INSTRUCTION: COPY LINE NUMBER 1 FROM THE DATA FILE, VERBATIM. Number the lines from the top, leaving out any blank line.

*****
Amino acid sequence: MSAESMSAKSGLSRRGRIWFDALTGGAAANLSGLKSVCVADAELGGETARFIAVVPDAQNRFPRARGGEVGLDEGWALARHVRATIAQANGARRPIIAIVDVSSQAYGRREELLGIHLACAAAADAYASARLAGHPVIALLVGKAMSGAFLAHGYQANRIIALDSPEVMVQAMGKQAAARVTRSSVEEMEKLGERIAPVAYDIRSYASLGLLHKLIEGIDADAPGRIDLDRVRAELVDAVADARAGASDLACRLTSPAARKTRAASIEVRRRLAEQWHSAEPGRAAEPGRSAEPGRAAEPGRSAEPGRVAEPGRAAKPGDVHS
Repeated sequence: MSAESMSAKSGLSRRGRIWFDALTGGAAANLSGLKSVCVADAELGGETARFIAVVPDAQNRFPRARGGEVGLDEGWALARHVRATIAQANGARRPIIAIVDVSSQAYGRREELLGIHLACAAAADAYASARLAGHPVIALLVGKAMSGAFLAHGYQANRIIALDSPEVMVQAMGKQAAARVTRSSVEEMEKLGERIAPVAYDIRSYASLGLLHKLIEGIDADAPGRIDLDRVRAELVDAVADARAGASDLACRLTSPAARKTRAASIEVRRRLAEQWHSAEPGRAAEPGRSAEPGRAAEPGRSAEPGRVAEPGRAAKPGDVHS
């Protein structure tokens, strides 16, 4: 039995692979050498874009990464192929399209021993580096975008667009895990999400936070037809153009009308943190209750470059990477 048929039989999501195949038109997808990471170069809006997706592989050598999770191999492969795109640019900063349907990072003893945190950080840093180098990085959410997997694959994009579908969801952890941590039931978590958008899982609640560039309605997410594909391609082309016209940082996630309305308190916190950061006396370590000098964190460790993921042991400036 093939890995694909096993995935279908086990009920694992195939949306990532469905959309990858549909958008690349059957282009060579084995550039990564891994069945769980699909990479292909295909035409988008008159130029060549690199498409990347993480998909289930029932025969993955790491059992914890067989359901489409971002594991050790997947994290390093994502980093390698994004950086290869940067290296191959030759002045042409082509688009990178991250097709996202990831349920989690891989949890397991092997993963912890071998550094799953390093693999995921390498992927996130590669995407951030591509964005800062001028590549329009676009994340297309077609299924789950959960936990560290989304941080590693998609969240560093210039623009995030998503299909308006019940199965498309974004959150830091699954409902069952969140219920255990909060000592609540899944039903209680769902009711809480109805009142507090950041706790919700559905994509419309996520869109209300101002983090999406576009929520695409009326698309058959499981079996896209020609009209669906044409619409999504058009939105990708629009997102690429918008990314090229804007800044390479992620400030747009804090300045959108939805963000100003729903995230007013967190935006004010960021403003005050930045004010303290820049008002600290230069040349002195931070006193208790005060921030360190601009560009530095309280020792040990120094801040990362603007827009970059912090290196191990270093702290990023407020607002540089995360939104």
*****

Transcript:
Amino acid sequence: MSAESMSAKSGLSRRGRIWFDALTGGAAANLSGLKSVCVADAELGGETARFIAVVPDAQNRFPRARGGEVGLDEGWALARHVRATIAQANGARRPIIAIVDVSSQAYGRREELLGIHLACAAAADAYASARLAGHPVIALLVGKAMSGAFLAHGYQANRIIALDSPEVMVQAMGKQAAARVTRSSVEEMEKLGERIAPVAYDIRSYASLGLLHKLIEGIDADAPGRIDLDRVRAELVDAVADARAGASDLACRLTSPAARKTRAASIEVRRRLAEQWHSAEPGRAAEPGRSAEPGRAAEPGRSAEPGRVAEPGRAAKPGDVHS